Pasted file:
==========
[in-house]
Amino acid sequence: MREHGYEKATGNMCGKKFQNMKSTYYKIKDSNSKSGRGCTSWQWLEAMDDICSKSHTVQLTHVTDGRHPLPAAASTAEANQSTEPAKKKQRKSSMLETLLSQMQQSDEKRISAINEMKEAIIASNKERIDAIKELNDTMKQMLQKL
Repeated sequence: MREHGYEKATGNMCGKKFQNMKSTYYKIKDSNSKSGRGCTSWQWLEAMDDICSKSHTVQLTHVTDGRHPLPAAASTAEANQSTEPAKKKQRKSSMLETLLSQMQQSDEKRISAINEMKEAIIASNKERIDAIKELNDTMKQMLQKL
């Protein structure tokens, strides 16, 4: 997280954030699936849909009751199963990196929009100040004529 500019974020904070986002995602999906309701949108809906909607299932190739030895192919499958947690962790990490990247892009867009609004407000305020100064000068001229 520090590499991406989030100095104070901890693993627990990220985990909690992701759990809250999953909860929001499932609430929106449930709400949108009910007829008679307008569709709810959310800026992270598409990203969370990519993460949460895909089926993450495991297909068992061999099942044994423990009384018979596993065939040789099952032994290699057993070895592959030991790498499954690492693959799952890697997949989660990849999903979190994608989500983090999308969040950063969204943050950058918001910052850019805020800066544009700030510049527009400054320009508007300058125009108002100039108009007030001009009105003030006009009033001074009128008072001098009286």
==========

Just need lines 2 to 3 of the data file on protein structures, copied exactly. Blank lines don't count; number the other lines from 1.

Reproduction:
Amino acid sequence: MREHGYEKATGNMCGKKFQNMKSTYYKIKDSNSKSGRGCTSWQWLEAMDDICSKSHTVQLTHVTDGRHPLPAAASTAEANQSTEPAKKKQRKSSMLETLLSQMQQSDEKRISAINEMKEAIIASNKERIDAIKELNDTMKQMLQKL
Repeated sequence: MREHGYEKATGNMCGKKFQNMKSTYYKIKDSNSKSGRGCTSWQWLEAMDDICSKSHTVQLTHVTDGRHPLPAAASTAEANQSTEPAKKKQRKSSMLETLLSQMQQSDEKRISAINEMKEAIIASNKERIDAIKELNDTMKQMLQKL